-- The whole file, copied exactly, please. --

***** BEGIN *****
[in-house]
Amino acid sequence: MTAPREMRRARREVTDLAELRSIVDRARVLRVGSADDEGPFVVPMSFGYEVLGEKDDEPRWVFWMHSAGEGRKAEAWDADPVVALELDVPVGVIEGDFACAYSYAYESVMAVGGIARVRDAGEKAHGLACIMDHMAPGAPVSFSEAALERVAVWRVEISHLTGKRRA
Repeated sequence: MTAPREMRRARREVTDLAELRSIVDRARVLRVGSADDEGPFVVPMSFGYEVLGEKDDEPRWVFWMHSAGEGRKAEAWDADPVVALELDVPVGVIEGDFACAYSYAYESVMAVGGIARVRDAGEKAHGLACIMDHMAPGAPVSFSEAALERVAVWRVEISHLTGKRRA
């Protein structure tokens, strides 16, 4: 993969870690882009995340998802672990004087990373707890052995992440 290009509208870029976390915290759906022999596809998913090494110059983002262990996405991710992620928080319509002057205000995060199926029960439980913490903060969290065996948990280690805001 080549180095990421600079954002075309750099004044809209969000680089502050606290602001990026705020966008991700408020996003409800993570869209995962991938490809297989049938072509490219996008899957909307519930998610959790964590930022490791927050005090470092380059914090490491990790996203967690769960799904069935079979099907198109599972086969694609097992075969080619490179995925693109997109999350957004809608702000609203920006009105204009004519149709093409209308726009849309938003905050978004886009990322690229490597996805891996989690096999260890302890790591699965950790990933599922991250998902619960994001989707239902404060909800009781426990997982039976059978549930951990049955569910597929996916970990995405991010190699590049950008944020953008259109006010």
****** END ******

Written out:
[in-house]
Amino acid sequence: MTAPREMRRARREVTDLAELRSIVDRARVLRVGSADDEGPFVVPMSFGYEVLGEKDDEPRWVFWMHSAGEGRKAEAWDADPVVALELDVPVGVIEGDFACAYSYAYESVMAVGGIARVRDAGEKAHGLACIMDHMAPGAPVSFSEAALERVAVWRVEISHLTGKRRA
Repeated sequence: MTAPREMRRARREVTDLAELRSIVDRARVLRVGSADDEGPFVVPMSFGYEVLGEKDDEPRWVFWMHSAGEGRKAEAWDADPVVALELDVPVGVIEGDFACAYSYAYESVMAVGGIARVRDAGEKAHGLACIMDHMAPGAPVSFSEAALERVAVWRVEISHLTGKRRA
């Protein structure tokens, strides 16, 4: 993969870690882009995340998802672990004087990373707890052995992440 290009509208870029976390915290759906022999596809998913090494110059983002262990996405991710992620928080319509002057205000995060199926029960439980913490903060969290065996948990280690805001 080549180095990421600079954002075309750099004044809209969000680089502050606290602001990026705020966008991700408020996003409800993570869209995962991938490809297989049938072509490219996008899957909307519930998610959790964590930022490791927050005090470092380059914090490491990790996203967690769960799904069935079979099907198109599972086969694609097992075969080619490179995925693109997109999350957004809608702000609203920006009105204009004519149709093409209308726009849309938003905050978004886009990322690229490597996805891996989690096999260890302890790591699965950790990933599922991250998902619960994001989707239902404060909800009781426990997982039976059978549930951990049955569910597929996916970990995405991010190699590049950008944020953008259109006010």